“Oklahoma is a conservative pro-life state-we are proud to stand up for what we know is right,” Senate Pro Tempore President Brian Bingman, a Republican, said.

That’s the stuff.


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Living in a Pop Culture World…

Living in a Pop Culture World…

If Madonna had launched her career 30 years later, well, she’d be Lady Gaga. However, she’d probably name her big hit “Material Girl” “Pop Culture Girl,” as it’s more appropriate. The 1980s were the decade of acquisition and the 21st Century is so far all about escapism, which is achieved mostly through reality TV. Odd, that.

If our memories can stretch back far enough to contemplate the weeks after September 11, 2001, you’ll recall how we wondered if the grim reality facing us would allow for escapist entertainment. Also, odd, that. Of course, it would. In fact, it would demand it. The Great Depression gave us Universal horror movies, the Marx Brothers, and Fred and Ginger. The Great Recession gave us The Bachelor and The Bachelorette (working title — Not-The-Bride of The Bachelor). Maybe if we’d just fessed up and called it The Great Depression, the artistic product would have been better.

As Madonna might have sung, “We are living in a Pop Culture World.” It’s even become the dominant language. Try communicating with the average person without knowing the words “Snooki,” “Kardashian,” and “Fey.” No one discusses politics — either because it’s considered rude or uninteresting (“We won’t change our minds on this issue, so let’s just enjoy our lunch and discuss whether Brad and Angelina will ever get married.”). No one even explores the deeper meaning of our escapist entertainment. Generally, because it has none but also because deeper meanings inevitably return you to politics, philosophy, confrontation, and discomfort. We content ourselves with the personal lives of celebrities — as if they truly mattered to us. We even treat commercials, designed solely to sell us things, as “artistic expression.” We repeat one-liners from heartless sitcoms that are merely “clever” pop-culture references that reveal no true emotion — they conceal rather than reveal.

My intent is not to lament the situation, which is inexorable, but to ask that we acknowledge it. The reaction to Whitney Houston’s death has generated the same commentary we saw when Amy Winehouse or Michael Jackson died. People are shocked by the outpouring of emotion. They wonder why the world stops when a pop culture figure dies. What about the nameless soldiers? That’s a good question. Here’s another: On February 26, will you watch the Academy Awards or spend the three hours reading Love My Rifle More Than You by Iraq War veteran Kayla Williams? Already read that one? How about One Bullet Away by Nathan Flick? The list goes on. More Americans have read the memoir of a TV writer than have read any first-person account of the Iraq War. I don’t judge. I just illustrate the reality of the world. On a daily basis, we reinforce what we considerable valuable.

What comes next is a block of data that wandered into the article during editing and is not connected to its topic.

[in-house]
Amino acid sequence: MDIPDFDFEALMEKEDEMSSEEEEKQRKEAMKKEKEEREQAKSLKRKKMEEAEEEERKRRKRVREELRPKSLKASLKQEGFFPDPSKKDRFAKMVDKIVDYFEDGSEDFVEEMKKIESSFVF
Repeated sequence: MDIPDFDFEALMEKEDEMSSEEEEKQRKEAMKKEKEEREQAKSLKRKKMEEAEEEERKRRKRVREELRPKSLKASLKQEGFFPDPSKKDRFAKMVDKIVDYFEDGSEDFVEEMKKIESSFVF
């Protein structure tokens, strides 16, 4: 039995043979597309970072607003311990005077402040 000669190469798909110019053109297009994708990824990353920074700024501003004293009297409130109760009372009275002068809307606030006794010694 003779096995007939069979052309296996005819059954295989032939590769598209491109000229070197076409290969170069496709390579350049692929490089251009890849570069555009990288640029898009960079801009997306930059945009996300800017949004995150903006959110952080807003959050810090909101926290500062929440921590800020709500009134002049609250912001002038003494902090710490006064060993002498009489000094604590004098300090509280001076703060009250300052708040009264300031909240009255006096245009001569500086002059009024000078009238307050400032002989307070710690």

Voltaire said that the living deserve our respect, the dead deserve only the truth. The truth is that our society lives and breathes pop culture. The emotion expressed on Facebook and Twitter when these figures pass on is genuine. Yet, suddenly, we feel shame for what our culture has become. I could cynically say it’s probably because no one enjoys being outside a party — even a funeral — looking in. If the pop culture figure is not important to us, we suddenly see the triviality of it all. If the pop culture figure is important to the individual, we suddenly comprehend the importance of naming a street in the figure’s honor or putting the figure on a stamp.

So, when the flags fly at half-mast for Betty White, I don’t want to hear a peep out of anyone.

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Posted by on February 16, 2012 in Pop Life, Social Commentary


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Criminal Minds: Portlandia…

I like to keep my Valentine’s Day celebrations simple and classic — beaten with clubs and stones, then beheaded outside the Flaminian Gate.

I wonder if Nikolas Harbar would give me a good deal on his Subaru provided he thoroughly disinfected it first.

Portland, Oregon couple Stephanie Pelzner and Nikolas Harbar are less traditional. They were arrested yesterday after giving police the mistaken impression that Pelzner was about to become the cold open victim in an episode of Criminal Minds. Not sure how they got that idea: Oh, right, a witness spotted Harbar, 31, putting a nude Pelzner, 26, into the back of his blue Subaru Legacy. According to the Daily Mail (where I get all my Portland news), Pelzner was “tied up and her mouth was covered with duct tape.”